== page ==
1
$\begingroup$

The Bunyakovsky conjecture states that if a polynomial $f(x)$ satisfies:

  1. The leading coefficient is positive
  2. The polynomial is irreducible over $\mathbb{Z}$
  3. $f(1), f(2) \dots$ share no common factor (the coefficients of $f(x)$ should be relatively prime)

then the sequence $f(1), f(2) \dots$ contains infinitely many primes.

My question: if Bunyakovsky's conjecture does hold for a polynomial $p(x)$ of degree $n>1$ satisfying the above conditions, does that tell us anything about other polynomials of degree $n$ satisfying the above conditions? That is, if the conjecture holds true for a degree-$n$ polynomial, must it hold true for all other sufficient degree-$n$ polynomials? (I have no substantial reason to think it might, but I also have no substantial reason to think it might not, and it doesn't seem that far-fetched.)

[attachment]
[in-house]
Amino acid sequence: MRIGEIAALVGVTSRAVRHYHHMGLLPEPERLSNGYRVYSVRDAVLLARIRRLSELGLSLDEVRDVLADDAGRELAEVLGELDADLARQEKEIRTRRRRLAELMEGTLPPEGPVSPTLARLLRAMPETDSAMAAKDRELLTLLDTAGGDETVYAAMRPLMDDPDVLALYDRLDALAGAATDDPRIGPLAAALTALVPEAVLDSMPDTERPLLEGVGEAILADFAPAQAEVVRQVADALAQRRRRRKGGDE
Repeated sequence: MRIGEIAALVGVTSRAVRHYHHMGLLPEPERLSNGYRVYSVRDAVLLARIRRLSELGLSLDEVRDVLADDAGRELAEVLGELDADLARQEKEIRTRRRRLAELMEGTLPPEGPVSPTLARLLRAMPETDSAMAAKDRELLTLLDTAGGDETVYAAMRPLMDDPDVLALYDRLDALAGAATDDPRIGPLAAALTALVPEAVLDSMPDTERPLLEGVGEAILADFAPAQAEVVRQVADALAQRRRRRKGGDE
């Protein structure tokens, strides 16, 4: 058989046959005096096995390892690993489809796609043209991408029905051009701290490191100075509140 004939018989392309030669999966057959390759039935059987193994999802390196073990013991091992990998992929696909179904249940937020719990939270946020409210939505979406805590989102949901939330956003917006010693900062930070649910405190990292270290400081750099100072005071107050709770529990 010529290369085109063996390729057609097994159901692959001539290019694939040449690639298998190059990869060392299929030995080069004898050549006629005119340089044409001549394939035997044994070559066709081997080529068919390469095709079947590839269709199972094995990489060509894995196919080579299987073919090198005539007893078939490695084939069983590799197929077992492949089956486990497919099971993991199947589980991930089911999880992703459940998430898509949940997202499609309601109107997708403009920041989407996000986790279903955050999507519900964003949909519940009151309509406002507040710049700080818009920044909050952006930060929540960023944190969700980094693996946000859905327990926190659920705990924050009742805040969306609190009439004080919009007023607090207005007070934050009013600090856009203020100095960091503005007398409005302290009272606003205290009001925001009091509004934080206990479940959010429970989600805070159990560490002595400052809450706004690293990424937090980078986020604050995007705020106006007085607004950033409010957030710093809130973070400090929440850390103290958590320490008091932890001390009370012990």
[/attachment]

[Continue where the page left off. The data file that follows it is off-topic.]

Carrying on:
$\endgroup$

1 Answer 1

1
$\begingroup$

If it holds for $f(x)$, then it also holds for $f(x+k)$ for any integer $k$. If $f(x/m)$ also has integer coefficients, then it also holds for $f(x/m)$. But I see no obvious reason (except the truth of the conjecture) why it should hold for arbitrary polynomials of the same degree satisfying the conditions.

$\endgroup$

You must log in to answer this question.

Not the answer you're looking for? Browse other questions tagged .